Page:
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Old 02-17-2009, 05:38 PM
 
1,662 posts, read 4,044,520 times
Reputation: 537

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Quote:
Originally Posted by ozarksboy View Post
OK, my mistake. I bow to your expertise. You have lived in large cities and still work in one. I am a small-towner, always been a small-towner, so I recognize that makes me a whole lot less sophisticated and knowledgeable than you about such matters. My opinions probably don't deserve respect because I've never lived anywhere except rural and small-town Missouri.
You're welcome to stop being a jerk any time now.
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Old 02-17-2009, 05:56 PM
 
Location: Rolla, Phelps County, Ozarks, Missouri
1,069 posts, read 2,255,120 times
Reputation: 1259
Quote:
Originally Posted by Samantha S View Post
You're welcome to stop being a jerk any time now.
Jerk? How is trying to get FormerCaliforniaGirl back out on her exercise routine being a jerk? I've given her a workable strategy. If she wants to get off the treadmill and back out into the fresh air, she's got to take action.
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Old 02-17-2009, 06:01 PM
 
Location: Central Texas
20,486 posts, read 38,395,203 times
Reputation: 23052
ozarksboy, I actually have no problem with leash laws - in that, a dog must be on a leash if it's off its owner's property. If a dog is in its own yard and does not leave that yard (as seems to be the case with most of the dogs that the OP mentions, and we've all agreed that one that leaves its yard and is aggressive is a serious issue), then a leash law would not be particularly effective in taking care of her particular situation.

As for "knowledgable and sophisticated", I don't know where that particular red herring came from. My point was simply, rather than being a bull in a china shop (which seems to be what you're advocating), no matter what the other inhabitants of her (or your) new community might think, try something a little different. Talk to the neighbors - all of them, even the ones who own dogs. Find out what the general feeling is regarding the problem and if it's even perceived as a problem by the majority of the people living there. Investigate and see if there's a law already in effect that, for some reason, isn't being enforced, or that is being enforced but that says that dogs in their own yards don't have to be leashed (which is how most such laws are written, in my experience - dogs that are off their owners' property must be leashed).

By the way, the idea of tying up dogs if they're in their owner's front yard? Wouldn't fly here, because a law was just pasted making it illegal to tie your dog in your yard in any way, shape or form, as it is considered to be inherently abusive. (Never mind that I've seen dogs that are tied on run lines that get plenty of exercise, have shelter, food, water, and that someone who is going to be neglectful/abusive towards their pet is going to be so whether they happen to tie them or not.) Guess where this law came from? (The State of California has an "anti-tethering" law, as well - it's statewide - so that wouldn't work where the OP comes from, either.)
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Old 02-17-2009, 06:30 PM
 
24,841 posts, read 32,879,712 times
Reputation: 11471
I know it is awful to be afraid at any time.
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Old 02-17-2009, 09:25 PM
 
414 posts, read 900,704 times
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Quote:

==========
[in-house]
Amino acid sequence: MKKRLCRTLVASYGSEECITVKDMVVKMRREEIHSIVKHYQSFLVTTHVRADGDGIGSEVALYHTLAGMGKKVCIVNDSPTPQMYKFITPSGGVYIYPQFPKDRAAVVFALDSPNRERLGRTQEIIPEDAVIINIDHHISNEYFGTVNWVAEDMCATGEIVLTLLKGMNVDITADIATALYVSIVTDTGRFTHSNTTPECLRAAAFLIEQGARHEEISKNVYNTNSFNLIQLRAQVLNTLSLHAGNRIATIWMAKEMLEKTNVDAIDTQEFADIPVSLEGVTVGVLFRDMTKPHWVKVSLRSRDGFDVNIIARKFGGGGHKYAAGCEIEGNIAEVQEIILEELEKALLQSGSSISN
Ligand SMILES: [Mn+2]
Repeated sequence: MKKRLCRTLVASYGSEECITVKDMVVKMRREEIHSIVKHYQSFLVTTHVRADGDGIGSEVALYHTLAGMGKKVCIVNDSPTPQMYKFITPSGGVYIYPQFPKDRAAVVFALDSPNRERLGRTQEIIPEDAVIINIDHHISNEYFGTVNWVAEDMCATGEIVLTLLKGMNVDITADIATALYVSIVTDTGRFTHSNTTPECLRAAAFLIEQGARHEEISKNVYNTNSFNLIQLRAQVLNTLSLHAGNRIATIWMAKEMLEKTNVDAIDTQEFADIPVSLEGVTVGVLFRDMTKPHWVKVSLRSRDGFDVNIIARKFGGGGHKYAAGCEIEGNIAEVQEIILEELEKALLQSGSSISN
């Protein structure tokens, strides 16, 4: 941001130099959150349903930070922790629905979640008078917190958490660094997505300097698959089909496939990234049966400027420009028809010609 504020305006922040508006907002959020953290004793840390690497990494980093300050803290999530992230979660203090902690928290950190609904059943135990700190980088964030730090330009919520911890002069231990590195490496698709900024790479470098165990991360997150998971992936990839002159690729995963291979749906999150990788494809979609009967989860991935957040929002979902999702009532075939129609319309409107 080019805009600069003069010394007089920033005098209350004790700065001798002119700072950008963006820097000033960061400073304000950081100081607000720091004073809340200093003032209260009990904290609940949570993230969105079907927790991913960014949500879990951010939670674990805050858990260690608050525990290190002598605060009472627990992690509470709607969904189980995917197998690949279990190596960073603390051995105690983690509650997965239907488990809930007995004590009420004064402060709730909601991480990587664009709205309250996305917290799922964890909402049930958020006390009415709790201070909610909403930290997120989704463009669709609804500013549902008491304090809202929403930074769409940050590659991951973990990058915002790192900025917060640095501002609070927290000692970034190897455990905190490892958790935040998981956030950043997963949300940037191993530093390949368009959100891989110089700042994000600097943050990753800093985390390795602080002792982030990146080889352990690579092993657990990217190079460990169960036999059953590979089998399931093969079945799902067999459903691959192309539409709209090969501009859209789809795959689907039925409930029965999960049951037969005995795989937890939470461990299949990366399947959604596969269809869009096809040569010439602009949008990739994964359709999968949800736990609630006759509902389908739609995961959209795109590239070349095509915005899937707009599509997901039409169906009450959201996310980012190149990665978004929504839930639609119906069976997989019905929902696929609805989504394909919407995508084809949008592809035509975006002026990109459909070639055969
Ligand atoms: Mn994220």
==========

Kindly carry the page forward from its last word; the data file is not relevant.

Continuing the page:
Originally Posted by cpg35223 View Post
You've got to be kidding me. All the woman wants to do is go out for a jog without being charged by an aggressive animal, and yet you're suggesting that she take on all the expense and time or dog ownership. Personally, I don't think she's being unreasonable at all.

Ok, well obviously she did not like the idea...no harm. It was a simple suggestion. I didn't say it was right, I just pointed out another option.

And, I honestly don't remember (I'm not going to read through 9 pages of this stuff again) but I don't even know if it was established that the dogs ever left their property when coming towards her. And there is really no proof that these dogs are "aggressive". If defending their territory is aggressive then yea, she probably does think that. But that is not aggressive behavior for a dog. It's NORMAL. There isn't a lot we can do about instinct.

The reality is, whether people like it or not, small towns and cities are not the same. The laws are not the same in all places b/c it is a different lifestyle. Not better or worse just different. I am not going to move to a city and expect the neighbors to understand if I forgot to pick up his poo one day. Here, that is no big deal. In a city that would NOT be ok, and I fully understand that.

Second example. I was walking my dog one night when I came across an Akita and a Lab mix walking lose in the direction I was heading. I personally was not afraid, but more afraid of the curiosity my little dog would have. They came towards me and my dog so I picked him up and went my own way and they didn't follow. They had no intent of being aggressive, they were just roaming the area...which while I may not agree with b/c they were obviously WAY past their property...they weren't going to hurt anything. My dog would have been an easy target.

Just like people have to have their dogs fenced/leashed in their yard in the city, that will probably not happen in a small town. Everyone knows everyone and their dogs. We had a lab visit our house and I tried to remember who had a lab around our place. I didn't panic b/c it was a strange and possibly "aggressive" dog...and I'm not a big person...5'1", and this was a BIG lab...I just called a few names and he came to one of them. So I took him home. I wouldn't have pepper sprayed that dog b/c he decided to roam away or got out of the house w/o a leash by mistake.